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18 October 2017 | Online since 2003


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13 June 2017 10:18:27 |Agri Safety,Crops and Cereals,News,Produce

Growers have a lack of knowledge about 'low-risk' biopesticides


AHDB is hoping to improve knowledge of biopesticides to improve grower efficacy (Photo: Application of botanical biopesticide for whitefly control on tomato)

AHDB is hoping to improve knowledge of biopesticides to improve grower efficacy (Photo: Application of botanical biopesticide for whitefly control on tomato)

A lack of knowledge about biopesticides is leading to inefficient application by growers and reducing the success rates of integrated pest and disease management programmes (IPDM).
Biopesticides are plant protection products based on living microorganisms, plant or microbial extracts, or behaviour-modifying substances and are a key part of a successful IPDM.
Within the next 20 years, the number of biopesticide products available is likely to exceed the number of conventional chemical pesticides.
Biopesticides are low risk products for human and environmental safety and many are residue-exempt, meaning they are not required to be routinely monitored by regulatory authorities or retailers.
To make application of biopesticides more efficient and effective, growers need to be provided with independent advice on which biopesticides to use under which circumstances and given more details on how they should be applied in practical situations.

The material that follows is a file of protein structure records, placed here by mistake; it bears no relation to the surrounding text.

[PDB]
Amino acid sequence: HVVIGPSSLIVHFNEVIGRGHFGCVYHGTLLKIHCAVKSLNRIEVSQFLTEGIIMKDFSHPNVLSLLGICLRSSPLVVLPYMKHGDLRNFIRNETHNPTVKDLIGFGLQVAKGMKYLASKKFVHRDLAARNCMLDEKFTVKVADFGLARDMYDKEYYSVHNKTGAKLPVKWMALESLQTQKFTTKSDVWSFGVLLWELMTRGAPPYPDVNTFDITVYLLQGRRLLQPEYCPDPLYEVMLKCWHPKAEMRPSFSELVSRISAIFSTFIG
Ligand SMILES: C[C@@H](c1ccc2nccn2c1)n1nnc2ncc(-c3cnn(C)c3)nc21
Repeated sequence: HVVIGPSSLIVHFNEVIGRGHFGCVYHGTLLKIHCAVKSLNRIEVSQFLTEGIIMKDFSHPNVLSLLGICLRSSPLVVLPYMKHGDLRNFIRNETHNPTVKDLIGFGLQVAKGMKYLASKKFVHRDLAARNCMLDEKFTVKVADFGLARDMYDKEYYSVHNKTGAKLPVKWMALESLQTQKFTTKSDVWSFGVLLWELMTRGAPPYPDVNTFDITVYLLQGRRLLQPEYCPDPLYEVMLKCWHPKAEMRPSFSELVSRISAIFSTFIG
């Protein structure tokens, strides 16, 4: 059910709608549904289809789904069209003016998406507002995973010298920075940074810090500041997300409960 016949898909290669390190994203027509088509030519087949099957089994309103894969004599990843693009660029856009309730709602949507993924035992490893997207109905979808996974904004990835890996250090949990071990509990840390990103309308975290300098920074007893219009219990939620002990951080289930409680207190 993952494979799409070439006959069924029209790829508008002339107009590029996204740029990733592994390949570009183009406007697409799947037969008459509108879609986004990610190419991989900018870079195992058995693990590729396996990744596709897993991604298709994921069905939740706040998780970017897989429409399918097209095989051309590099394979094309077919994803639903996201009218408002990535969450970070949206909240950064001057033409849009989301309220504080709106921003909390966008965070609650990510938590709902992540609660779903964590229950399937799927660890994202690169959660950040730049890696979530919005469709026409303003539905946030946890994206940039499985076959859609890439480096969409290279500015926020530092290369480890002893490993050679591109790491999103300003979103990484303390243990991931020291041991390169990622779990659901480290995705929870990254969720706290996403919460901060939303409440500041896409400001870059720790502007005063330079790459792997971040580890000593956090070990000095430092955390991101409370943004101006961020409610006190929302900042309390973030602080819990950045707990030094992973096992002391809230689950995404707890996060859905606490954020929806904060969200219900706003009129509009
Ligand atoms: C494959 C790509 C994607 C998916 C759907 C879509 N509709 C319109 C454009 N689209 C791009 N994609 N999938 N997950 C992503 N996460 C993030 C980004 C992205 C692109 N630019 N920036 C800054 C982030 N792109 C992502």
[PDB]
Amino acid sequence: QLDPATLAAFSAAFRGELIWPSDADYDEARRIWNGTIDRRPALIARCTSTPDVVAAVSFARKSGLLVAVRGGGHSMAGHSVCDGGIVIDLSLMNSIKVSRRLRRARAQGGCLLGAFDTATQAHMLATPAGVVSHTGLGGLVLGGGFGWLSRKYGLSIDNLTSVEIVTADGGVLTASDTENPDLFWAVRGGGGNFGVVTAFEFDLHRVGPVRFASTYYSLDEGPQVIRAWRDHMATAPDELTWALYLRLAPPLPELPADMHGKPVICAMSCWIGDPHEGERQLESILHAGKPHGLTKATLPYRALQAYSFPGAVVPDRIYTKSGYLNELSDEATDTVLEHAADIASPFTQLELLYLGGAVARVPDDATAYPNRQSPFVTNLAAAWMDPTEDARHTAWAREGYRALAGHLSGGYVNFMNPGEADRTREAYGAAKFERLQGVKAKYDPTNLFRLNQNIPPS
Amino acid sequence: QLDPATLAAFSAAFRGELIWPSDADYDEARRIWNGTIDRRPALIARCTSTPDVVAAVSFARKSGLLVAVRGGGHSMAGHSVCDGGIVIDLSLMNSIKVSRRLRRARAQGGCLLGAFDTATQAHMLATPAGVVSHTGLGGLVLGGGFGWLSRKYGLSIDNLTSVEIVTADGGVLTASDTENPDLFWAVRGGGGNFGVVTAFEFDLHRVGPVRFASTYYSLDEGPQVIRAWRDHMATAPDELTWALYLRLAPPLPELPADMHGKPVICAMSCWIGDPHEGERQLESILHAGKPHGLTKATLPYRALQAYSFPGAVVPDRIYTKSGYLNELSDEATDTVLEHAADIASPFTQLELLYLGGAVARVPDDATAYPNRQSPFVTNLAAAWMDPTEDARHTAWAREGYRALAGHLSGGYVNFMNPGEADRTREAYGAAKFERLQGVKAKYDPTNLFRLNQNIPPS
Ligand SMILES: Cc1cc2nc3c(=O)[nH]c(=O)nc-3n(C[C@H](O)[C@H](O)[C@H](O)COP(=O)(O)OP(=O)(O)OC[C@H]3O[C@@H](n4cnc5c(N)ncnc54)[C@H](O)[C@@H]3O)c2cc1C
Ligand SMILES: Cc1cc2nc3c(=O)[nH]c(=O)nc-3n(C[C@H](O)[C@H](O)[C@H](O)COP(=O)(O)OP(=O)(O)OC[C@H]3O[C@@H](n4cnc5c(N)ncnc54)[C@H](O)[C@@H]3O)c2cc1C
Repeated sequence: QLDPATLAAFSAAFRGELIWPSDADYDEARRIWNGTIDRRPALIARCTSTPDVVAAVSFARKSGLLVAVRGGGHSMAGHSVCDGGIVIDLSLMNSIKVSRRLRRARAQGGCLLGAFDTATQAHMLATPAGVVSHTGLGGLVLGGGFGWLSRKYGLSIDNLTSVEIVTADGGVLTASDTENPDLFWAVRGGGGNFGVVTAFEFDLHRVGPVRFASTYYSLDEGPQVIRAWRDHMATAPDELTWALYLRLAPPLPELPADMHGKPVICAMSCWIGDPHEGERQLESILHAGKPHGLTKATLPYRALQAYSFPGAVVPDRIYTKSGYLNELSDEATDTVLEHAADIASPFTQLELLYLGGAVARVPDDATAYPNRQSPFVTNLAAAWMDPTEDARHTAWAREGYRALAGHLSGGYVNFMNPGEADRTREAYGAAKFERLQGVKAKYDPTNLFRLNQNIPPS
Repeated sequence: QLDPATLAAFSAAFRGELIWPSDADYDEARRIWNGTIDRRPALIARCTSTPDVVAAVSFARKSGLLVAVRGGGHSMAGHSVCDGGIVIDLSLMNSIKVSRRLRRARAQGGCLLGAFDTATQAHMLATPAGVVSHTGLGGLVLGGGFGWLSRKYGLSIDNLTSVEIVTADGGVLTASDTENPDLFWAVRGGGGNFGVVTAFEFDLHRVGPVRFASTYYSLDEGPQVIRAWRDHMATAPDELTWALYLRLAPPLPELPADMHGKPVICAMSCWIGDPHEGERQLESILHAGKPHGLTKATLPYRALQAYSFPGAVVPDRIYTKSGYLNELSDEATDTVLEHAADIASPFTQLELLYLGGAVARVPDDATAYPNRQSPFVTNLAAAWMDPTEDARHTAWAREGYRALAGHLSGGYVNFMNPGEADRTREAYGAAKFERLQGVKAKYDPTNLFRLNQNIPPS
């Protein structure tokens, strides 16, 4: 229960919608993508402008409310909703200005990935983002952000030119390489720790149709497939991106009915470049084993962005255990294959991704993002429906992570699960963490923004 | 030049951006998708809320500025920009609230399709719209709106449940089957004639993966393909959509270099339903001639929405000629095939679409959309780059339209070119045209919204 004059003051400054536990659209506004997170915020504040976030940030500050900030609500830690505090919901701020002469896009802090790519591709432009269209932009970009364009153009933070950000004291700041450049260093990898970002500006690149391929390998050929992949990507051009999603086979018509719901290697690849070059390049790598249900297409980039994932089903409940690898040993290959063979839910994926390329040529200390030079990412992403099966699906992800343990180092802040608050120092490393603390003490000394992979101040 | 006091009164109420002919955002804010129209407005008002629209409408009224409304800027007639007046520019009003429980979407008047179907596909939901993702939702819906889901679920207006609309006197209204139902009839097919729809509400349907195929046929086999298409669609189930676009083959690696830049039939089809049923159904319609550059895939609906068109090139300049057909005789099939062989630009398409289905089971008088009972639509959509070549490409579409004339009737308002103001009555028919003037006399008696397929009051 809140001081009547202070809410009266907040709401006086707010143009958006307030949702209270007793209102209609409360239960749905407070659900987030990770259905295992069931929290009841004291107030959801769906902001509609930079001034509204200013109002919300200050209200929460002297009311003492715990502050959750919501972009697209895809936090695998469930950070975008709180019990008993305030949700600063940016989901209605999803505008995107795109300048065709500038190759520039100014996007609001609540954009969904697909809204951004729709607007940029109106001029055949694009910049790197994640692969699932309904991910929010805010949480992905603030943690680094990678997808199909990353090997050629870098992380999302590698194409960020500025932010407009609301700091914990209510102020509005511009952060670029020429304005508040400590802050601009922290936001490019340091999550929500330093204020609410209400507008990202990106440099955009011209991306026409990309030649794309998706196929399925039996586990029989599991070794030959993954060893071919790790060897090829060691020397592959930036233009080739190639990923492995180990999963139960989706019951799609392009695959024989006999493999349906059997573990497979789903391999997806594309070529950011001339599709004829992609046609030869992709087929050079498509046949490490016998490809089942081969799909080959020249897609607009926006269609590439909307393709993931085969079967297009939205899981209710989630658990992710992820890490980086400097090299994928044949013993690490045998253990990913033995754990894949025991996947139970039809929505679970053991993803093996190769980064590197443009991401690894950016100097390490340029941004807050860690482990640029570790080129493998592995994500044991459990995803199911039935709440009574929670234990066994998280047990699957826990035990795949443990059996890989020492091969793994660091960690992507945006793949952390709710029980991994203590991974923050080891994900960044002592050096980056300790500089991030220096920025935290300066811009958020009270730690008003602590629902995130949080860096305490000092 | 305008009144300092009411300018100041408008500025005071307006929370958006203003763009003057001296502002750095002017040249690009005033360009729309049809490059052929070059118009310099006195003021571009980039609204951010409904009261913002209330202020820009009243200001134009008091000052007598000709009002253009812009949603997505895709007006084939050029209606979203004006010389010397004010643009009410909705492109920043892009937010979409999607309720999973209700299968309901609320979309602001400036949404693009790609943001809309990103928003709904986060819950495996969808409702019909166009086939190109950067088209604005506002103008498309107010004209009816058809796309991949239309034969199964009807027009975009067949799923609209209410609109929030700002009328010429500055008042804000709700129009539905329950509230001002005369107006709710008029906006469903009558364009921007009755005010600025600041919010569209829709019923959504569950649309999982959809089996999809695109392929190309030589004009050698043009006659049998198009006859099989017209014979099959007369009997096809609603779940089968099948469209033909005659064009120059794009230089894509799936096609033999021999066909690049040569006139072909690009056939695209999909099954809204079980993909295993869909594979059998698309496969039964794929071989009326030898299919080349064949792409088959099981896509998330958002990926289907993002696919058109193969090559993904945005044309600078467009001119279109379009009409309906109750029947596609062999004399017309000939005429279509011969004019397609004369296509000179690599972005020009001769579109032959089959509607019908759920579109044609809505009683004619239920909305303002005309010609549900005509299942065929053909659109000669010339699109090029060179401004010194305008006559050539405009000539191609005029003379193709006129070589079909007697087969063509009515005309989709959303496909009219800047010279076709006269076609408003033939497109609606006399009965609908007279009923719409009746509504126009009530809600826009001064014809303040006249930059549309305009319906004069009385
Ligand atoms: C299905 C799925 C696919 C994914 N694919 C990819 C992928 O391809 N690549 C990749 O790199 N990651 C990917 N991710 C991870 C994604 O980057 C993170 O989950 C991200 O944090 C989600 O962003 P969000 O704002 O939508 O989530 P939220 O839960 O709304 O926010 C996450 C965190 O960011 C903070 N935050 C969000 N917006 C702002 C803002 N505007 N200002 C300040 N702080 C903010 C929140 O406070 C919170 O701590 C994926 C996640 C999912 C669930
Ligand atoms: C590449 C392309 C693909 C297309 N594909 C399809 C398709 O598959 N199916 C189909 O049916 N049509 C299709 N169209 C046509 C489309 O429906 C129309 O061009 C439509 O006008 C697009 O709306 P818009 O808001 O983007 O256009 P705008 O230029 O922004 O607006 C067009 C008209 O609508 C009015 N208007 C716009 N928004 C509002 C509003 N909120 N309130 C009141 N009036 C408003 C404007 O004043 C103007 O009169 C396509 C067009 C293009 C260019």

'Lack of understanding'
Observation trials conducted throughout 2016 highlighted several opportunities to improve biopesticide performance through changes to application practices, based on improved understanding of the optimum conditions required for good performance of each biopesticide.
This includes quantity of product used, quantity of water, location within the crop that should be targeted and other environmental parameters that could influence performance.
The trials were conducted as part of AMBER, a five-year project funded by AHDB with the aim of identifying management practices that growers could use to improve the performance of biopesticide products within IPDM.
David Chandler, principal research fellow at University of Warwick said: “It was clear from our observation trials that there was a lack of understanding about how biopesticide efficacy is affected by factors such as population sizes of pests and diseases, environmental factors such as exposure to UVA and B and water volumes.
“More information needs to be given to growers on how to apply biopesticides in practical situations. This could be done through modifications to improve labeling.”
'Incorrect applications'
Joe Martin, crop protection senior scientist at AHDB said: “In a survey we conducted as part of AMBER, we found that growers perceived biopesticides to be unreliable, however we believe this could be in part as a result of incorrect applications.
“We need to make sure growers are provided with as much knowledge as possible about the optimum conditions required for good performance of each biopesticide in order to identify potential improvements in application.”
Gracie Emeny, knowledge exchange manager at AHDB said there is a 'huge opportunity' to improve biopesticide performance by helping to increase growers’ knowledge in this area.
She said: “Clear guidance needs to be given to growers to help them get the best from biopesticides and improve their IPDM programmes, particularly as the conventional chemical options available to them continue to reduce.
“A key part of AMBER will be sharing knowledge and experience from the trials with growers and the industry to improve best practice guidelines.”
AMBER trials will now focus on developing practices that optimise biopesticide performance and will be tested on commercial nurseries.





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